The news that Trinity Mirror is in negotiations to buy all of Richard Desmond’s Northern and Shell titles, including the Daily Express and Star and OK! magazine has sent a shockwave through Britain’s newspaper industry. Could we be about to see a significant shift to the left in our printed press?

The answer is: possibly, but don’t count on it. Trinity Mirror is a business first and foremost, and the idea of alienating its new readers would probably not sit well with them. Nevertheless, when The Mirror was replaced as Britain’s best-read newspaper, The Sun, in the early 1970s, this was due in large part to a young Rupert Murdoch decisively shifting the paper into a new, tabloid format.

It has long been the lament many in the Labour Party that the nation’s newspapers generally have a right-wing bias. This view is not without credence. Only The Mirror has been consistent in its support for Labour, with other ‘left-wing’ newpapers like The Guardian and The Independent often supporting the Liberals. More often than not, the Tories are able to count on the support of the majority of British tabloids and newspapers.

Lately, a host of well-read blogs has been launched in Britain and elsewhere with the aim of countering “the mainstream media.” Sadly, click-bait providers like The Canary and The Skwakbox appear to care little for facts and often peddle odious conspiracy theories. The Canary, in particular, has attracted criticism for driving traffic to its website by virtue of sensationalist headlines which usually lack substance.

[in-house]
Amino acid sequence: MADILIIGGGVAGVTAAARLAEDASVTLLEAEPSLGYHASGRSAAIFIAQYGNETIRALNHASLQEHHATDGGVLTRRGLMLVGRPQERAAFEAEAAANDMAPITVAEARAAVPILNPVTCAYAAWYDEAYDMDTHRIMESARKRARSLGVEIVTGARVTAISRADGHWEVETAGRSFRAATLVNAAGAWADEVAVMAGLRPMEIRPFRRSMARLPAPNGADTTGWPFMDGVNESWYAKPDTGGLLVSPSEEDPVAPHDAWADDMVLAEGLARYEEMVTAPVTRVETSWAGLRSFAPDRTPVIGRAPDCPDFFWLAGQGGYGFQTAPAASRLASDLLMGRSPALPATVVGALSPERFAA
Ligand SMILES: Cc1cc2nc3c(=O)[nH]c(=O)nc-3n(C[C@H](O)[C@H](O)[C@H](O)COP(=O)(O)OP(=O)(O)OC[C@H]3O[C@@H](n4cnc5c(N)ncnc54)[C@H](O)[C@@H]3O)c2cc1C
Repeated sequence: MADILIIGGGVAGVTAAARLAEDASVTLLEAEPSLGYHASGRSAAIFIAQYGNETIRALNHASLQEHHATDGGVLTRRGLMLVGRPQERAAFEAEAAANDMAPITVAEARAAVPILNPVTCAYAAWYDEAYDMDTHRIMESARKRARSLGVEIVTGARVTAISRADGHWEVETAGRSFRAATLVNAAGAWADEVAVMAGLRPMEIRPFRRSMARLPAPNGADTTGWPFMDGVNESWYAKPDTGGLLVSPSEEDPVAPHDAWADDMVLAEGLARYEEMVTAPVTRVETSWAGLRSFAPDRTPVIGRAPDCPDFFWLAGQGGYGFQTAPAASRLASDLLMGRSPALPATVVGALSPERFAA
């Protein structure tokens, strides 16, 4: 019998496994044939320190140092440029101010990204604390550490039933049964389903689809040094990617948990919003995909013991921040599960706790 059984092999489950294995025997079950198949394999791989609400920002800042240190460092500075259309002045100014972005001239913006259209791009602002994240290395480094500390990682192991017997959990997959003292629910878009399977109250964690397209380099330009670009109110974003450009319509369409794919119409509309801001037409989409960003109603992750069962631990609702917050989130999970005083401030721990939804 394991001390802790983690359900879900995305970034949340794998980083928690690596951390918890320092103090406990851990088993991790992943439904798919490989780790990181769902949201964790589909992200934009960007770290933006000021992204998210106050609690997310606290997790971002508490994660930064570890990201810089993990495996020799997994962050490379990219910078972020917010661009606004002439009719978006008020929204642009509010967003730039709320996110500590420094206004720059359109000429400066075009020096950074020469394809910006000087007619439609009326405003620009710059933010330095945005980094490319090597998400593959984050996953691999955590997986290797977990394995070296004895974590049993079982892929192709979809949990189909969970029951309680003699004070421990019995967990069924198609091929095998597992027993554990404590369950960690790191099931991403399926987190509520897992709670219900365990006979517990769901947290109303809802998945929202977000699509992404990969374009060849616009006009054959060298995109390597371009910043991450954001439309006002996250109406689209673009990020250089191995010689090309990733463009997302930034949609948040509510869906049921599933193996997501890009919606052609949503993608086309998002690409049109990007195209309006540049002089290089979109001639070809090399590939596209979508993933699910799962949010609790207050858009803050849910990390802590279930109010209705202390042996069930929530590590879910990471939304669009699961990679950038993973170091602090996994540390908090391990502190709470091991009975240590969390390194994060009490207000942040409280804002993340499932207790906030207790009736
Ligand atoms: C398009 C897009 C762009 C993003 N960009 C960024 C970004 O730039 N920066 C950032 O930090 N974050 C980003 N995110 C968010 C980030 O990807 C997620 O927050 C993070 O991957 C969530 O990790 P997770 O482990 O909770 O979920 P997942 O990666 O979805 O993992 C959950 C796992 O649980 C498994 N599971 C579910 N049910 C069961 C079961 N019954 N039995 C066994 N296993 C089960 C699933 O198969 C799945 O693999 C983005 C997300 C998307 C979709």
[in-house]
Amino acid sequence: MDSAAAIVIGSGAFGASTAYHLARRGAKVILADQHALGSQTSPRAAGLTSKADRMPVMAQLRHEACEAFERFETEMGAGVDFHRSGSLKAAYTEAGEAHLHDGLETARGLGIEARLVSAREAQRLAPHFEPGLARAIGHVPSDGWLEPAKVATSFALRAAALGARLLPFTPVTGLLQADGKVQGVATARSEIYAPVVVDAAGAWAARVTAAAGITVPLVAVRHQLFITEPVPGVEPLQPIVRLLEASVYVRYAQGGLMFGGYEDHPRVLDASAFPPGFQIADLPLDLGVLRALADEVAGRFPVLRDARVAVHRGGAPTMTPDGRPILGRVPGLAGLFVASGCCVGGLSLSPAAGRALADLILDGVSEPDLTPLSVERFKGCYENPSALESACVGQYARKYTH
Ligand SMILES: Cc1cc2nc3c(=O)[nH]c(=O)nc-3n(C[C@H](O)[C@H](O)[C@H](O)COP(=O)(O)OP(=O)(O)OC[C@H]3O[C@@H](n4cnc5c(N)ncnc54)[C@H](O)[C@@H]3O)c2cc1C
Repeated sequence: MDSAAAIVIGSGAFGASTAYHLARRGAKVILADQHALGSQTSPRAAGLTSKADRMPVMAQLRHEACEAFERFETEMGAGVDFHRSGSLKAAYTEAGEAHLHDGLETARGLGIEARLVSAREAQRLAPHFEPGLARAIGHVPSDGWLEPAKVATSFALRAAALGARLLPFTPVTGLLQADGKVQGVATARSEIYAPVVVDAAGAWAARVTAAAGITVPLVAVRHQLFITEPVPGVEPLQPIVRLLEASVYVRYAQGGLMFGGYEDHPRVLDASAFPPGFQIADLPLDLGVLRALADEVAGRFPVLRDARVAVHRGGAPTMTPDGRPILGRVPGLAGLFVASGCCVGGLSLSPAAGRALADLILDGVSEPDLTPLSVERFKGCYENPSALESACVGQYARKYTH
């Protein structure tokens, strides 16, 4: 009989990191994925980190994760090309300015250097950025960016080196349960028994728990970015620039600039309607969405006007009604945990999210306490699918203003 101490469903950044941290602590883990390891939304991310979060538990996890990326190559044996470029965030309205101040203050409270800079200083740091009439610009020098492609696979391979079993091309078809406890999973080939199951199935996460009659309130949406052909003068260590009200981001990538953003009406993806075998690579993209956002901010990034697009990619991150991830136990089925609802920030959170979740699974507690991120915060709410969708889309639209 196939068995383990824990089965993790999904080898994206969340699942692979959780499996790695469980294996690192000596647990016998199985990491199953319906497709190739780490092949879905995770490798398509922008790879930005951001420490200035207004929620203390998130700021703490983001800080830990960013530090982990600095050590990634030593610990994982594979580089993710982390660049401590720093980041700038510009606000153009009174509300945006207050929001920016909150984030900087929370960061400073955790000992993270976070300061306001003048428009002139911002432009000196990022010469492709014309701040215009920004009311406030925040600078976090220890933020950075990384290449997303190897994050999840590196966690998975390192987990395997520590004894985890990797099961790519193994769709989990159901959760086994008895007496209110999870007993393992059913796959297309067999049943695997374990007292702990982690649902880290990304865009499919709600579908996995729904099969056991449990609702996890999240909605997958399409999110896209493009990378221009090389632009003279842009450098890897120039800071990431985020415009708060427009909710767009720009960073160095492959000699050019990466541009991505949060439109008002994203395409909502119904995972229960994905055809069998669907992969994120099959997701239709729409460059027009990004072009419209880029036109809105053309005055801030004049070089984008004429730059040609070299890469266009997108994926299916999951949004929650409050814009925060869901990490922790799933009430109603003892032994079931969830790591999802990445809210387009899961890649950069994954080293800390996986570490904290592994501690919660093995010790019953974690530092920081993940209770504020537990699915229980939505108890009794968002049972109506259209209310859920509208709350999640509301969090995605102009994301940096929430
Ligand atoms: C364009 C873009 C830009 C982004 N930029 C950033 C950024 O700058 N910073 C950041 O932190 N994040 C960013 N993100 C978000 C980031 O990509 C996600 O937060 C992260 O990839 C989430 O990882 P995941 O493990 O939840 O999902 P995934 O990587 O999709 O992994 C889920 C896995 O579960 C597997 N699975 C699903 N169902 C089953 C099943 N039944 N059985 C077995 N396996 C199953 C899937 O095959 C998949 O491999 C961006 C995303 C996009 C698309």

It would therefore be welcome were Trinity Mirror to bravely shift The Daily Express in a more left-leaning direction. This would perhaps reduce the appeal of fact vacuums like some aforementioned blogs, providing the Labour Party with a greater level of credible support in the media.

Any Labour leader should expect to have the press largely against them. This is because the press have been a key pillar of the establishment for many decades. Nevertheless, a Labour Party that tries to avoid this reality and to cry “no fair” when the press becomes hostile will struggle to achieve power for the foreseeable future, especially as the newspaper industry, though declining, is still immensely powerful.

It would be fitting and sweet, however, if Trinity Mirror, whose flagship publication was subverted by Rupert Murdoch all those years ago in a move that demoralised Britain’s once-respected newspapers, were to outflank the right-wing press and at last deliver a more balanced array of headlines for the nation to read.